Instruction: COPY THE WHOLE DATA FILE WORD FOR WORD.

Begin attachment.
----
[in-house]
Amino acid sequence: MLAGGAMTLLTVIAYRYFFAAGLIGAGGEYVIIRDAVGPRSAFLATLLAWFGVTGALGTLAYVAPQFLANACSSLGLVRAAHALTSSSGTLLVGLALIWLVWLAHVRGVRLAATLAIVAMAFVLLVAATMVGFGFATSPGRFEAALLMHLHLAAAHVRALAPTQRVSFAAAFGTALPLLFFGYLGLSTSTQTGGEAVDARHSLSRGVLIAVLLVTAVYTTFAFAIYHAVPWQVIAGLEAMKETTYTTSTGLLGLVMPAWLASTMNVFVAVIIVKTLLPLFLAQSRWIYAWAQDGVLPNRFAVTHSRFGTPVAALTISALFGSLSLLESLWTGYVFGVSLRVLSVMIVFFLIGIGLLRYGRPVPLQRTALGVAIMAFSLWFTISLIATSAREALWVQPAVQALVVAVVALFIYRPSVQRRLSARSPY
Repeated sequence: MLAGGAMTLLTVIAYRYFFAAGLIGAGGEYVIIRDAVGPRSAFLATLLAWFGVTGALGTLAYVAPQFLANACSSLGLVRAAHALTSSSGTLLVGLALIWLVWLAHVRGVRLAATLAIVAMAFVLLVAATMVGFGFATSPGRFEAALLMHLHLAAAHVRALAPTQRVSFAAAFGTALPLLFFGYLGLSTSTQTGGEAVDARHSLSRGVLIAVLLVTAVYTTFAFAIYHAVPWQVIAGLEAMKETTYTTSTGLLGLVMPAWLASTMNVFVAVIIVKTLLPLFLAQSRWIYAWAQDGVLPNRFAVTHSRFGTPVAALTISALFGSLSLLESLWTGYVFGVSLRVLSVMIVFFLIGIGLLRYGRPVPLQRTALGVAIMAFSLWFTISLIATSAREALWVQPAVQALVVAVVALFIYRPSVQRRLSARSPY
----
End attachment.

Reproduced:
[in-house]
Amino acid sequence: MLAGGAMTLLTVIAYRYFFAAGLIGAGGEYVIIRDAVGPRSAFLATLLAWFGVTGALGTLAYVAPQFLANACSSLGLVRAAHALTSSSGTLLVGLALIWLVWLAHVRGVRLAATLAIVAMAFVLLVAATMVGFGFATSPGRFEAALLMHLHLAAAHVRALAPTQRVSFAAAFGTALPLLFFGYLGLSTSTQTGGEAVDARHSLSRGVLIAVLLVTAVYTTFAFAIYHAVPWQVIAGLEAMKETTYTTSTGLLGLVMPAWLASTMNVFVAVIIVKTLLPLFLAQSRWIYAWAQDGVLPNRFAVTHSRFGTPVAALTISALFGSLSLLESLWTGYVFGVSLRVLSVMIVFFLIGIGLLRYGRPVPLQRTALGVAIMAFSLWFTISLIATSAREALWVQPAVQALVVAVVALFIYRPSVQRRLSARSPY
Repeated sequence: MLAGGAMTLLTVIAYRYFFAAGLIGAGGEYVIIRDAVGPRSAFLATLLAWFGVTGALGTLAYVAPQFLANACSSLGLVRAAHALTSSSGTLLVGLALIWLVWLAHVRGVRLAATLAIVAMAFVLLVAATMVGFGFATSPGRFEAALLMHLHLAAAHVRALAPTQRVSFAAAFGTALPLLFFGYLGLSTSTQTGGEAVDARHSLSRGVLIAVLLVTAVYTTFAFAIYHAVPWQVIAGLEAMKETTYTTSTGLLGLVMPAWLASTMNVFVAVIIVKTLLPLFLAQSRWIYAWAQDGVLPNRFAVTHSRFGTPVAALTISALFGSLSLLESLWTGYVFGVSLRVLSVMIVFFLIGIGLLRYGRPVPLQRTALGVAIMAFSLWFTISLIATSAREALWVQPAVQALVVAVVALFIYRPSVQRRLSARSPY